Thu May 8, 2014
Cellist Joshua Roman Teams Up With Seattle Youth Symphony
At 22, Joshua Roman became the Seattle Symphony's youngest-ever principal cellist. With his mop of curly brown hair and his baby face, Roman was a distinctive presence at Benaroya Hall.
But just two years after the young musician took up his post, Roman decided to leave the orchestra to carve out his own career as a concert performer.
Six years later, at the ripe old age of 30, Roman has played on stages around the world, but he still has ties to Seattle. Roman is in town this weekend for the Seattle premier of "Dreamsongs," a composition written for the cellist by Aaron Jay Kernis.
Roman will perform with the Seattle Youth Symphony Orchestra, conducted by Stephen Radcliffe, on Sunday May 11. Most of the players are in their teens, not much younger than the cellist. "I was thinking at the next rehearsal, I need to have Maestro Radcliffe ask them to them stop calling me Mr. Roman," Roman laughs.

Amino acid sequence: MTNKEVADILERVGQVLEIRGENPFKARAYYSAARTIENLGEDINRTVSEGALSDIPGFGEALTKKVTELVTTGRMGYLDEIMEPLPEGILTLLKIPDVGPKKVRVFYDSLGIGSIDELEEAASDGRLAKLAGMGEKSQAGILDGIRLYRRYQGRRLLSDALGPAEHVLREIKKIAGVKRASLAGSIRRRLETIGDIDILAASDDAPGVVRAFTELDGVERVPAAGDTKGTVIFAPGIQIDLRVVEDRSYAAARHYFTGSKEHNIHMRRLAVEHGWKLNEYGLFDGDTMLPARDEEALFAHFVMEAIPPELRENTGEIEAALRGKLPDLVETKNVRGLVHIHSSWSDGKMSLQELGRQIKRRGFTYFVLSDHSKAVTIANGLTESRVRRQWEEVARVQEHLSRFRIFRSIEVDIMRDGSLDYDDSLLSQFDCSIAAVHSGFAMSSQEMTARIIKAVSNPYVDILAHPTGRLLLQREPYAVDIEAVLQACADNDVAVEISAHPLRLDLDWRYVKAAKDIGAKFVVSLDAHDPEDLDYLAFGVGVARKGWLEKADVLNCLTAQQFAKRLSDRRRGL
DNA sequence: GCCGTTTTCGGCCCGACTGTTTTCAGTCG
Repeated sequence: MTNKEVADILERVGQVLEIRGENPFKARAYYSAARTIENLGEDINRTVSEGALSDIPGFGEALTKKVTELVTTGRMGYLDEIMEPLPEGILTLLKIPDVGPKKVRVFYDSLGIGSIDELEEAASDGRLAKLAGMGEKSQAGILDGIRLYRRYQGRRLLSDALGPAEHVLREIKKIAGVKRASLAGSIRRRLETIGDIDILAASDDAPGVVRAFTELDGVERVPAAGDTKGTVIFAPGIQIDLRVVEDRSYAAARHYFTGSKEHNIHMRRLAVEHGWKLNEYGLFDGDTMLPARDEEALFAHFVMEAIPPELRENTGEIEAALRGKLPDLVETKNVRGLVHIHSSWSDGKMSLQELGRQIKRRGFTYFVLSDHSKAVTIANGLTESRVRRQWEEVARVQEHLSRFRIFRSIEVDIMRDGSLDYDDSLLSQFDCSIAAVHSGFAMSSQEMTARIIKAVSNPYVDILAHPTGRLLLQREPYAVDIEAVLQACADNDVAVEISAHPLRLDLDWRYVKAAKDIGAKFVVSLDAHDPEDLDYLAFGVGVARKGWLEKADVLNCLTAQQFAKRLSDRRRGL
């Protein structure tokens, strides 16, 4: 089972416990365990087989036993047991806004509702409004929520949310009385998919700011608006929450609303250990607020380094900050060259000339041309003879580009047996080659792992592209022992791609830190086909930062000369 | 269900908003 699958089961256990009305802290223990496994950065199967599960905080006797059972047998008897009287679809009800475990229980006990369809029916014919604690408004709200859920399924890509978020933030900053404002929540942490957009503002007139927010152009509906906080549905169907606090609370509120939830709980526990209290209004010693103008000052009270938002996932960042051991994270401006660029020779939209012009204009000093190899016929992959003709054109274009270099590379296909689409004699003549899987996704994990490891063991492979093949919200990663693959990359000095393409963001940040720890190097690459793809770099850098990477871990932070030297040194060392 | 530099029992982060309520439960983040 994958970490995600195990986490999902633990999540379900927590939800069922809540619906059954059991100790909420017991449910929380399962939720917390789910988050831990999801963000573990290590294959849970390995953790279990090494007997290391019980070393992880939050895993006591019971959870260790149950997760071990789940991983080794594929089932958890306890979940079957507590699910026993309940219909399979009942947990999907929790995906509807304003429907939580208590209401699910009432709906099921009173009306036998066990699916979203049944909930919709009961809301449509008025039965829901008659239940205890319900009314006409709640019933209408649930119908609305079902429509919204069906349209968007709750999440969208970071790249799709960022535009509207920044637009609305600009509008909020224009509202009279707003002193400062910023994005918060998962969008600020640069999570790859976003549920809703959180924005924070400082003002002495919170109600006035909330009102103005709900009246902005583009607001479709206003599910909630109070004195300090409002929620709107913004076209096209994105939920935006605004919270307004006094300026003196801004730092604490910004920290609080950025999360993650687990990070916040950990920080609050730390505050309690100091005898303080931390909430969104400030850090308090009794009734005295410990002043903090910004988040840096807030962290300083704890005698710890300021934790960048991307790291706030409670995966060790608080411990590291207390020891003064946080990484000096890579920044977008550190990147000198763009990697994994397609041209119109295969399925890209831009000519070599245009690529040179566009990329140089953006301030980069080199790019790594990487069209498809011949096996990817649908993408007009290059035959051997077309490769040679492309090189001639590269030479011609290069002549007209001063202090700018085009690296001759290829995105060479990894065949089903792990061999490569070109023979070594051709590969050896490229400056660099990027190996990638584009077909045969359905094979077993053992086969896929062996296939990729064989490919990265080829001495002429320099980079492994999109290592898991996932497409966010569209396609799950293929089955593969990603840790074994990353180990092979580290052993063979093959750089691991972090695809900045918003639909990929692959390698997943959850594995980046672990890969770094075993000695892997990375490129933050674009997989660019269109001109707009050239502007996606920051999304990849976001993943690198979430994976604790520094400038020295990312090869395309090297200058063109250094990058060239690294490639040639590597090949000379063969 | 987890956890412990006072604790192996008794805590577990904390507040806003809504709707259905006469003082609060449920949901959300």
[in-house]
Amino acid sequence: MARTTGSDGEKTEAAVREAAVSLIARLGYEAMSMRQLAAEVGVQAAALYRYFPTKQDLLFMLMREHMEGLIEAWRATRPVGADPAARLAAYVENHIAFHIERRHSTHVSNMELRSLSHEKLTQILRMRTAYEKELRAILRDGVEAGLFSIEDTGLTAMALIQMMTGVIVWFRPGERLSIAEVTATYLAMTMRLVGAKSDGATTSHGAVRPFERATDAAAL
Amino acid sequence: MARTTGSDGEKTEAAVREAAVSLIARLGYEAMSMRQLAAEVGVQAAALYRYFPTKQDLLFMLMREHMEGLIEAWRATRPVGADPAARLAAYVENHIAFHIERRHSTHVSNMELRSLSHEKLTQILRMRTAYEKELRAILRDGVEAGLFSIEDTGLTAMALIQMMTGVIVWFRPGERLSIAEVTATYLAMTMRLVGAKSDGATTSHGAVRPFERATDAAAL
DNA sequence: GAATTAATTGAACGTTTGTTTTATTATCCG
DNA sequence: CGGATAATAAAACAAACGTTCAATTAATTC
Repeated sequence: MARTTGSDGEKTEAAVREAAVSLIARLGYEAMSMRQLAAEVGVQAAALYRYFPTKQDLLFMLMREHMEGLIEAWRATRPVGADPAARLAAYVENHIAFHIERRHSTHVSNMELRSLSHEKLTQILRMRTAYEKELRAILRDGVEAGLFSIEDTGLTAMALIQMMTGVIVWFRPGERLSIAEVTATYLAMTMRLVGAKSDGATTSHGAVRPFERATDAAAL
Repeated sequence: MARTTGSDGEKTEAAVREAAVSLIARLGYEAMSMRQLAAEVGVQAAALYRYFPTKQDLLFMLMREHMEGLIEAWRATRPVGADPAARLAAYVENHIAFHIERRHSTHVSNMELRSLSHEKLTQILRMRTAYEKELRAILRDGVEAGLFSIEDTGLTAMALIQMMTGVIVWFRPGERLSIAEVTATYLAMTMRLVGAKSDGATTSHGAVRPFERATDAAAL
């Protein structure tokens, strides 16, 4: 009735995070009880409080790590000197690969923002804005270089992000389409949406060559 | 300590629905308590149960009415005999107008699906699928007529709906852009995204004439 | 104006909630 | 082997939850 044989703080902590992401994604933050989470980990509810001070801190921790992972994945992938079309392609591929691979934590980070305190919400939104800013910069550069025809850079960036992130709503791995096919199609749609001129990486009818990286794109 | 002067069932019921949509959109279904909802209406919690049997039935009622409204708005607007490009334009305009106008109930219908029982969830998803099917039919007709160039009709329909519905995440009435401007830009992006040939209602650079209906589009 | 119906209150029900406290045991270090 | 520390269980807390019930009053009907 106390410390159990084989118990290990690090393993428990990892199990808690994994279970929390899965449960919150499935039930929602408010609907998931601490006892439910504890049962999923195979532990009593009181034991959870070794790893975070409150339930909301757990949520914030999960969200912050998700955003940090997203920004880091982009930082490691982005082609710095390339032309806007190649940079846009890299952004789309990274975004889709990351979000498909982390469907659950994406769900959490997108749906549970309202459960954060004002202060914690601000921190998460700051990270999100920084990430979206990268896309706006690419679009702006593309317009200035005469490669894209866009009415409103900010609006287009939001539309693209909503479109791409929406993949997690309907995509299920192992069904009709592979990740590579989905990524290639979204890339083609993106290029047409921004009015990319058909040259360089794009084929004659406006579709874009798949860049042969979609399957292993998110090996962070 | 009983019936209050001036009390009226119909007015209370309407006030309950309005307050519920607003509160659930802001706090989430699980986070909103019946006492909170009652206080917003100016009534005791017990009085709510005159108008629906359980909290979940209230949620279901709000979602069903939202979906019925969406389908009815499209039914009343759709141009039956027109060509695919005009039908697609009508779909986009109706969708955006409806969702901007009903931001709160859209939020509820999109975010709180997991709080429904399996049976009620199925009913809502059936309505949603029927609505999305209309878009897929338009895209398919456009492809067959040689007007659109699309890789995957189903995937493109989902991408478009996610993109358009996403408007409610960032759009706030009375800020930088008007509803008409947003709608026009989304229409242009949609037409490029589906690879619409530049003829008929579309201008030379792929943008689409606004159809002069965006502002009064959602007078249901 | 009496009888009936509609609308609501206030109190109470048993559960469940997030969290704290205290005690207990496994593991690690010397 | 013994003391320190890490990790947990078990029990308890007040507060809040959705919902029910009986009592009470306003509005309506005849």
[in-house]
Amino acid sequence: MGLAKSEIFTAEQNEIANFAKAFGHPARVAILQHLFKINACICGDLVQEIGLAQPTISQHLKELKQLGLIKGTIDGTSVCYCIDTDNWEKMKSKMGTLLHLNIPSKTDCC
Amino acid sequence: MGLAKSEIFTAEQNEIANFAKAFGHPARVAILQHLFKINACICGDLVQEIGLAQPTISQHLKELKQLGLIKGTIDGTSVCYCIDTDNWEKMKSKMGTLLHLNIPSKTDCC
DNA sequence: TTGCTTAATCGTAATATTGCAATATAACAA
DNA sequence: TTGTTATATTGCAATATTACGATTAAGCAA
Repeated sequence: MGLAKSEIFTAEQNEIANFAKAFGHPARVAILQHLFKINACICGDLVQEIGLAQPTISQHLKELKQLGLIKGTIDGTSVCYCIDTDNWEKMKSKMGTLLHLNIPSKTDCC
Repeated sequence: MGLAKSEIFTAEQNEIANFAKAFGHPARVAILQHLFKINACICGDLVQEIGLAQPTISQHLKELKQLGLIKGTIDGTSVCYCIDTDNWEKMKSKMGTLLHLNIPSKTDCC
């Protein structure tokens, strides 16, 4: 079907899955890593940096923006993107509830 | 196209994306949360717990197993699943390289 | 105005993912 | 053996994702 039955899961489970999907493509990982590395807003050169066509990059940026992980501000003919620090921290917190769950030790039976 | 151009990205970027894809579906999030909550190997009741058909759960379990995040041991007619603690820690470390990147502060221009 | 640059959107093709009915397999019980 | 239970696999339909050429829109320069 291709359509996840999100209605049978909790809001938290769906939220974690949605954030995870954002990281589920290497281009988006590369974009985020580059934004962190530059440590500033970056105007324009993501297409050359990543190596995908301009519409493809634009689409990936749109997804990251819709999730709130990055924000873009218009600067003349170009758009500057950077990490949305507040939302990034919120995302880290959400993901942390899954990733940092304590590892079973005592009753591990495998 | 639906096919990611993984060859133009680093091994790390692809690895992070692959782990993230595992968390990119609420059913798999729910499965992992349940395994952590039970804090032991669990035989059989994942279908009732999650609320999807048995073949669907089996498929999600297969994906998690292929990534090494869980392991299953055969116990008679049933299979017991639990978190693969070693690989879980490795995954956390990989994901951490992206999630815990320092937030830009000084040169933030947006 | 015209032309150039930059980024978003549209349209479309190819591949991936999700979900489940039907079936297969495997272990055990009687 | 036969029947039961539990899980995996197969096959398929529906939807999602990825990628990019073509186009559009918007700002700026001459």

Roman says these young musicians are the future of his profession, both as symphony colleagues and arts patrons.
Roman is well versed in the classical canon, but he's most known for his advocacy for new composition. The Seattle performance of "Dreamsongs" is the first by an orchestra that wasn't involved in commissioning the work. Roman says that's particularly important, because it can be hard for new music to compete with the likes of Bach or Beethoven or Mozart.
Branching Out To Composing
Roman himself has also just started to branch out into composition. He's involved in a collaboration with theater artist Anna Deveare Smith. They've put together an evening's exploration of the nature of "grace" through words and through Roman's own music. Originally, the cellist expected to adapt work by Bach, but as the project progressed, he realized they needed original music.
"It was really difficult for me to want to chop up Bach. And at certain times I wanted something a lot more edgy," he says.
Smith and Roman have performed together three times so far. Right now he says it's difficult to find free time in their individually hectic schedules.
Roman has plenty to keep himself busy. Roman is also curating a new music series for Town Hall Seattle. And after the weekend performance with Seattle Youth Symphony, he'll be back on the road, performing with orchestras around the world.
Seattle Art Museum